This is _exactly_ the kind of business processes I’m speaking about :-). Keep in mind though that due to one single point, “read from DB” can be 99.9% done from in-app 100%-coherent cache(!!).

      > it will block the entire application for the full duration if it’s implemented with a single writing connection.

      Yes, but OLTP apps tend to have transactions which can be made _very_ fast (I’ve seen 500us or so on average for a very serious real-world app). If elaborating on it a bit more, it tends to go as follows: all the reads within transactions are EITHER “current state” reads (these are Damn Fast, and will get into that 500us average), OR “historical”. For “historical” reads (which BTW from my experience are fairly rare for OLTP systems – I’d say that less than 5% of overall transactions involve them), they can be made in a special read-only connection (they’re historical hence immutable(!)), processed, and then the result can be passed to the write connection for writing (and as there are no “long” reads involved, it will get under that 500us limit too).

      > how to avoid it if business logic is part of a transaction?

      It depends on the specific business logic we’re talking about – but up to now I did not see a real-world case where it is not possible (see also above re. “current but fast” reads vs “historical and immutable” reads). Also, FWIW, I had a long conversation on the whole thing with Hubert Matthews (BTW, you SHOULD see his ACCU2018 talk when it becomes available – he’s speaking about EXACTLY THE SAME things), and we were in agreement on pretty much everything; what was clear is that _one monolithic DB doesn’t scale, you have to split it along the lines of the transactions involved, AND should use ASYNC mechanisms to communicate between different sub-DBs_. Given that Hubert is one of the top consultants out there and deals with LOTS of various real-world systems (I have to admit that his experience is significantly wider than mine) – it should count for something ;-). The rest is indeed app-specific – but is certainly doable (my addition: and as soon as you got your DBs small enough – you can process them in one single connection ;-)).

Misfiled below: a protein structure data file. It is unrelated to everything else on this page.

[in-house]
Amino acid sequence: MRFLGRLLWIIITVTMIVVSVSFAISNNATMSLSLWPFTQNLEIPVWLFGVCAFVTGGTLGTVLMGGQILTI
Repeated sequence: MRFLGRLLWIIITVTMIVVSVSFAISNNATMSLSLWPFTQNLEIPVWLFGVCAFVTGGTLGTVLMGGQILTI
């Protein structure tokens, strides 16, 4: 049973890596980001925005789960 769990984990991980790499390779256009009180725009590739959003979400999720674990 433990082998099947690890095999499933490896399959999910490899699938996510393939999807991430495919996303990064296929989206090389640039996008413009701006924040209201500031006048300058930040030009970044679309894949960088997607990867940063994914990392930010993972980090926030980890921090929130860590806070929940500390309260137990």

• Jesper Nielsen says

        There would also be the added latency between the business server and the storage server, unless they are the same (not very scalable I would think?) so we’re easily talking single or double digit milliseconds here if multiple reads and writes must be issued, which is a typical case.

        Not a problem in itself. Even ~100ms latencies are perfectly acceptable for many business processes but if the business processes are becoming serialized then it becomes problematic when scaling to many clients.

        On the other hand I just had a mental rundown of business processes I’ve been working with through the years and in fact I’ve rarely been in situations where Serializable isolation level was used. Typically we were talking Read Committed, which means that reads prior to writes might just as well be outside the transaction – and typically were. (In fact in a lot of cases prior to where I’m working now even writes for a business process weren’t batched in transactions even though they probably should have been…)

        So I guess in many cases designing processes to postpone all writing until the very end of the task, then issuing a set of writes as a transaction to the DB reactor should make it possible to interleave business tasks, with only a small writing transaction being serialized.